The Worst Things You Can Do When Trying to Lose Weight

In the United States of America, 72 percent of adults are overweight or obese. Being obese or overweight increases the risk for a variety of diseases, including heart disease, Type 2 diabetes and cancer.

It's no wonder that so many people are trying to lose weight, whether it's for health reasons, to prevent long-term diseases or for aesthetic purposes. But losing weight is no easy feat, and there are behaviors you may be unknowingly doing in your quest for weight loss that actually sabotage your efforts and can even create potentially dangerous environments.

With so much information available online and fad diets coming and going, it can be difficult to understand what your body needs to stay healthy while you work to improve and change it. Far too many people fall under the spell of quick-fix solutions or erroneous information and find themselves feeling weak, hungry, nauseous or frustrated within a few weeks of a new healthy eating or activity plan.

Before you dive into another diet, know that there is a better way. Start by avoiding these eight common weight-loss errors and talk with a registered dietitian or trainer if you need more personalized advice for your journey to health.
 

1. Eating Too Few Calories


Your body needs calories to keep you fueled and functioning. If you eat too few calories, not only can you become lethargic, but your body could erroneously believe you're in a state of starvation. Upon entering that state—which can occur from eating less than 1,000 calories a day—your body panics, slowing down your metabolism to help you save energy until your next meal. Plus, when you eat too few calories your body will hold on to whatever fat it can as a means of survival. When you're trying to lose weight, finding the sweet spot of calories is important, but eating too few can actually minimize how much weight you will lose.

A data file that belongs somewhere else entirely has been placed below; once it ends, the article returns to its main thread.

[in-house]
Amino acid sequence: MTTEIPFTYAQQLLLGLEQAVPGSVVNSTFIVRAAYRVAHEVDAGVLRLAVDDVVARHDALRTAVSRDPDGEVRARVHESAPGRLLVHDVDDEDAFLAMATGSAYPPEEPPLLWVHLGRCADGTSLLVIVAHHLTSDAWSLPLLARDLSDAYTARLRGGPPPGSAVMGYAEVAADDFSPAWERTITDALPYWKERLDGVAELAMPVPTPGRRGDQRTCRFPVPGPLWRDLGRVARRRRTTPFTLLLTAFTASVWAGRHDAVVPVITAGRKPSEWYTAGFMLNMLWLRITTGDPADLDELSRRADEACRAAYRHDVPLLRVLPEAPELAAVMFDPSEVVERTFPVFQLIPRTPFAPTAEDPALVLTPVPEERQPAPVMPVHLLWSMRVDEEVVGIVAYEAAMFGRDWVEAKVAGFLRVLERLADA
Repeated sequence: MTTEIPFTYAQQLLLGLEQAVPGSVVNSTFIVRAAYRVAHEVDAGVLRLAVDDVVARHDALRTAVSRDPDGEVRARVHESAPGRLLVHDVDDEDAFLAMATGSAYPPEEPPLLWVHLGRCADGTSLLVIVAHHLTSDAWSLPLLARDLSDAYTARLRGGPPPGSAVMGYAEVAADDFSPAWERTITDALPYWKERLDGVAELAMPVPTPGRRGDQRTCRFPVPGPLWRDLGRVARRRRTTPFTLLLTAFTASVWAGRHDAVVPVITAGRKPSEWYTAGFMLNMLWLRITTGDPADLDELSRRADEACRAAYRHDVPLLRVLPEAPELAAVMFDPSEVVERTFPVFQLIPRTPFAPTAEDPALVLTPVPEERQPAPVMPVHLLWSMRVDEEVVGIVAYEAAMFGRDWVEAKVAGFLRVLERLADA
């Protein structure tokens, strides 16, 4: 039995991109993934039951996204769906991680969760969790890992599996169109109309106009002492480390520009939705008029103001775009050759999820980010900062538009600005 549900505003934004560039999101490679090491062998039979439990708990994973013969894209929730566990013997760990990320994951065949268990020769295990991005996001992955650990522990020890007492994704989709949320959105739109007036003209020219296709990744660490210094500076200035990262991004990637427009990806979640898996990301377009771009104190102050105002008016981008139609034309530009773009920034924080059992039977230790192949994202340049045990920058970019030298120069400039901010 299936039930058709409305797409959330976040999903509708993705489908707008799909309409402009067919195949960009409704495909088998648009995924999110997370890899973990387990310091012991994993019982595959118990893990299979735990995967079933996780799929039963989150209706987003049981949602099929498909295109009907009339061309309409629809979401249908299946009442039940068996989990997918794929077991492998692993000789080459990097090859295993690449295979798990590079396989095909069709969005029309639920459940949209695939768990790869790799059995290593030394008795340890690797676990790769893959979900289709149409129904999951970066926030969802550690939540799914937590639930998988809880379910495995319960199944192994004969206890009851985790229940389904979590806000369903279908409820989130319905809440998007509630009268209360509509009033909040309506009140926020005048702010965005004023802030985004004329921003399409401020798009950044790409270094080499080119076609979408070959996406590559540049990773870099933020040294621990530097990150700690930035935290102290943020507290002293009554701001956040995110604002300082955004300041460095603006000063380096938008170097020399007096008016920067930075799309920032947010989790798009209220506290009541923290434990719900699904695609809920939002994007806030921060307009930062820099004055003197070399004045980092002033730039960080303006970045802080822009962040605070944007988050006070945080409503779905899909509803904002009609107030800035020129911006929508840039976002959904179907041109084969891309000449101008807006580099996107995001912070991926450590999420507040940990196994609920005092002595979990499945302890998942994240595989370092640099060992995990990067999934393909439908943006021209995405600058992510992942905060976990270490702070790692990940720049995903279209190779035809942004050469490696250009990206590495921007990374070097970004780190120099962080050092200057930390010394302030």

2. Eliminating Food Groups


The USDA's Dietary Guidelines for Americans has always recommended a variety of food groups including lean protein, fruit, vegetables, dairy, and grains. Why? Each food group provides a variety of nutrients to keep you healthy. When you eliminate a food group—whether it's grains, fruit or dairy—you also risk the possibility of taking in too little of one or more nutrients, which, ultimately, can be harmful for your body. Doing so over a long period of time can even lead to nutrient deficiencies, which can seriously affect your health. Furthermore, cutting out all carbs or all fruits or whatever group you've deemed unhealthy is typically not sustainable long-term. Instead, focus on finding a healthy eating plan that fuels your body with all the essential nutrients you need and allows you to function at 100 percent.<pagebreak>

3. Cutting Out All Sweets


If you have a sweet tooth, taking control over your sugar intake is important. It doesn't mean that you need to cut out the foods you love completely, though. If, for example, you're a chocolate lover and swear off all chocolate forever, cold turkey, do you think forever is realistic? After all, it's a flavor you've come to enjoy and there's a good chance you'll cross paths with chocolate again, right?

Oftentimes, when you swear off a favorite food, you end up building that food up in your head, craving it more aggressively and, eventually, binging on that exact food. Then, when you finally cave and indulge in your craving, it's common to take in more calories than you would have if you had simply incorporated a small amount into your meal plan in the first place. There is a place for treats in your healthy diet; it's all about portion control and learning to appreciate the flavor instead of overeating.  
 

4. Obsessing Over the Scale